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Re: [Qemu-devel] [Qemu-block] Guest unresponsive after Virtqueue size ex

From: Fernando Casas Schössow
Subject: Re: [Qemu-devel] [Qemu-block] Guest unresponsive after Virtqueue size exceeded error
Date: Mon, 25 Feb 2019 12:15:44 +0000

I’m running the test guest on another host for the last three days and so far 
so good.
Yet because of the nature of this bug/issue it can take a few hours or a few 
days more to fail. The failure is unpredictable.

Does it make sense to continue running the guest on this different host to try 
to repro or can I migrate the guest back to the original host? At this point I 
don’t think it will make any difference. The current host storage is far more 
slower causing latency issues to the guest so if I can migrate it back it would 
be great.

Sent from my iPhone

> On 25 Feb 2019, at 11:34, Peter Maydell <address@hidden> wrote:
>> On Mon, 25 Feb 2019 at 10:24, Natanael Copa <address@hidden> wrote:
>> On Sat, 23 Feb 2019 16:18:15 +0000
>> Peter Maydell <address@hidden> wrote:
>>>> On Sat, 23 Feb 2019 at 16:05, Natanael Copa <address@hidden> wrote:
>>>> I was thinking of something in the lines of:
>>>> typedef volatile uint16_t __attribute__((__may_alias__)) volatile_uint16_t;
>>>> static inline int lduw_he_p(const void *ptr)
>>>> {
>>>>     volatile_uint16_t r = *(volatile_uint16_t*)ptr;
>>>>     return r;
>>>> }
>>> This won't correctly handle accesses with unaligned pointers,
>>> I'm afraid. We rely on these functions correctly working
>>> with pointers that are potentially unaligned.
>> Well, current code does not even handle access with aligned pointers,
>> depending on FORTIFY_SOURCE implementation.
> It correctly handles aligned and unaligned pointers for the
> API guarantees that the function in QEMU provides, which is
> to say "definitely works on any kind of aligned or unaligned
> pointer, not guaranteed to be atomic". Unfortunately some
> code in QEMU is implicitly assuming it is atomic, which this
> QEMU function does not guarantee -- it just happens to provide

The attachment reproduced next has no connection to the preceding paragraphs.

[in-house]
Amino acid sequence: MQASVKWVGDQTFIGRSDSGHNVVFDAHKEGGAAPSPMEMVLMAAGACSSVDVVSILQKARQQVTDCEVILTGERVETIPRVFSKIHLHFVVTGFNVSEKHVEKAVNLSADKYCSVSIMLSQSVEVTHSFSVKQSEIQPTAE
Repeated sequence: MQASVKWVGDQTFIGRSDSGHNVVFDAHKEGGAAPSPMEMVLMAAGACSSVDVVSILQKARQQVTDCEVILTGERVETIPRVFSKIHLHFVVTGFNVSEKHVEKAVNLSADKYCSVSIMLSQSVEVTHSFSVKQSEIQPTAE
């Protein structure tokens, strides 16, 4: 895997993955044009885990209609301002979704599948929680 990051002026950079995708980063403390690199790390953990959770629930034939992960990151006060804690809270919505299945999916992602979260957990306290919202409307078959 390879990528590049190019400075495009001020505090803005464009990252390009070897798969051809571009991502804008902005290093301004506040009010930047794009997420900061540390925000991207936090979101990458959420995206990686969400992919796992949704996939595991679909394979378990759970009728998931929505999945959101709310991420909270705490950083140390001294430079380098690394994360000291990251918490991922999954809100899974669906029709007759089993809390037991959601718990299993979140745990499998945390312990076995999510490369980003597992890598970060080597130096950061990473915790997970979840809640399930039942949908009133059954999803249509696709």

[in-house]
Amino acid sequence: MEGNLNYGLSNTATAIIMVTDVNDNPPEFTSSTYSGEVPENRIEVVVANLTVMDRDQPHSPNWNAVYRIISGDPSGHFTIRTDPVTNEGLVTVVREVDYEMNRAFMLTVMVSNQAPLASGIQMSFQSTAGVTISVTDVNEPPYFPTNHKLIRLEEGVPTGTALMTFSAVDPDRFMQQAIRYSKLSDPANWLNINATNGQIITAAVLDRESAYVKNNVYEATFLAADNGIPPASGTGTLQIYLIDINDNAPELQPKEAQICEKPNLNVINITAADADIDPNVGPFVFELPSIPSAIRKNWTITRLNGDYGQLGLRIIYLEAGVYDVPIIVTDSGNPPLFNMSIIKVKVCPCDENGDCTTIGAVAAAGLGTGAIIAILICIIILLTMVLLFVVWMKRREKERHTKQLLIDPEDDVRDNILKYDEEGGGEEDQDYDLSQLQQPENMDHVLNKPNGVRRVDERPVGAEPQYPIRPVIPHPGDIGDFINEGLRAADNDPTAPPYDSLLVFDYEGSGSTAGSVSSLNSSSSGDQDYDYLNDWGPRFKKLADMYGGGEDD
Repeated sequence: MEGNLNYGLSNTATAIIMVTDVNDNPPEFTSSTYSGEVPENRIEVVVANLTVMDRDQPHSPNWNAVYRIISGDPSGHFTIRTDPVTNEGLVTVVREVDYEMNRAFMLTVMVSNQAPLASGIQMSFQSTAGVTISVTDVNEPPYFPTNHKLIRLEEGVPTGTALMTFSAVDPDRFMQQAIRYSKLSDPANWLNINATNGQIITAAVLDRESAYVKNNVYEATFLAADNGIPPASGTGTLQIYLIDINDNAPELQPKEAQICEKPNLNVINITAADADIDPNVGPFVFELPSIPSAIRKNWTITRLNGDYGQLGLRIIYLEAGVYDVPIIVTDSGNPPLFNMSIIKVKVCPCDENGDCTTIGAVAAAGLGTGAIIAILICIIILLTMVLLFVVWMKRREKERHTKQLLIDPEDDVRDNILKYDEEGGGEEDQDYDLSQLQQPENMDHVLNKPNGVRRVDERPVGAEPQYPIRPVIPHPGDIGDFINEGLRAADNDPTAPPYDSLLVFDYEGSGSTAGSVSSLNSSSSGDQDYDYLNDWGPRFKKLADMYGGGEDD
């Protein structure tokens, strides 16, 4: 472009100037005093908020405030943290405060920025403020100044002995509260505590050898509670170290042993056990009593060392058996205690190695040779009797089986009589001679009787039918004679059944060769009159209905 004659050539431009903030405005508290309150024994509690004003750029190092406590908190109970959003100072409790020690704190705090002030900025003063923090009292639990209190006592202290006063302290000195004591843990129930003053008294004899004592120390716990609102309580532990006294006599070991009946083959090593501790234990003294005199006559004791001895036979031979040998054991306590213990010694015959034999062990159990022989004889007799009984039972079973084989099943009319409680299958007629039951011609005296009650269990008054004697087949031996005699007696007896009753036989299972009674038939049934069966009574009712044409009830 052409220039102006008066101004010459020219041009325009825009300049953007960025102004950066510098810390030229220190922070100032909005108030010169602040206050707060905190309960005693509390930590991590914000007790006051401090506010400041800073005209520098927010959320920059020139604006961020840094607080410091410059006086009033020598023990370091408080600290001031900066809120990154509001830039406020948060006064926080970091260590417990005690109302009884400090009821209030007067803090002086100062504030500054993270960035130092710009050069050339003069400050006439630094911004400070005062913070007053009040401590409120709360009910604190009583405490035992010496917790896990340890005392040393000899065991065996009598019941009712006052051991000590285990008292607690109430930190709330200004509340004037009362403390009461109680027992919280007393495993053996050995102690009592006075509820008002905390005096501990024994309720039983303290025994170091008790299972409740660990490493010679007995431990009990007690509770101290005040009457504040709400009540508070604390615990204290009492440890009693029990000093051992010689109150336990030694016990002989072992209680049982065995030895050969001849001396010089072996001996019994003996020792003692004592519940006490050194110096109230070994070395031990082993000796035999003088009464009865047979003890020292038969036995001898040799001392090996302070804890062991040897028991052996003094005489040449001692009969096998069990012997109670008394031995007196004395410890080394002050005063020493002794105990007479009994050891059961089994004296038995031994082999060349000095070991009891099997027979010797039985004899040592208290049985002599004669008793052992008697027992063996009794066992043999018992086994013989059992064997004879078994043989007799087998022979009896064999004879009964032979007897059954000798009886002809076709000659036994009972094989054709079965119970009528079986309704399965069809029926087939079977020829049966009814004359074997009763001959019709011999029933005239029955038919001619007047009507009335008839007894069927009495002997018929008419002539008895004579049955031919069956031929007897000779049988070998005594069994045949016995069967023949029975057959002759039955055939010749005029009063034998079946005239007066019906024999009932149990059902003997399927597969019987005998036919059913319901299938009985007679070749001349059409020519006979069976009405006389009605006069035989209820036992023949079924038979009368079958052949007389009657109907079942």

> that most of the time.
>> My thinking here is that we depend on assumption that compiler will
>> remove the memcpy call, so maybe find other way to generate same
>> assembly, while still depend on compiler optimization.
>> I did some tests and compared the assembly output. The compiler will
>> generate same assembly if volatile is not used. The attribute
>> __may_alias__ does not seem to make any difference. So the following
>> function generates exactly same assembly:
>> static inline int lduw_he_p(const void *ptr)
>> {
>>        uint16_t r = *(uint16_t*)ptr;
>>        return r;
>> }
> This still is not guaranteed to work on unaligned pointers.
> (For instance it probably won't work on SPARC hosts.)
> More generally there is no way to have a single function
> that is guaranteed to handle unaligned pointers and also
> guaranteed to produce an atomic access on all host architectures
> that we support, because not all host architectures allow
> you to do both with the same instruction sequence. So
> you can't just change this function to make it provide
> atomic access without breaking the other guarantee it is
> providing.
> The long term fix for this is that we need to separate out
> our APIs so we can have a family of functions that guarantee
> to work on unaligned pointers, and a family that guarantee
> to work atomically, and calling code can use the one that
> provides the semantics it requires.
> The short term fix is to fix your toolchain/compilation
> environment options so that it isn't trying to override
> the definition of memcpy().
> thanks
> -- PMM

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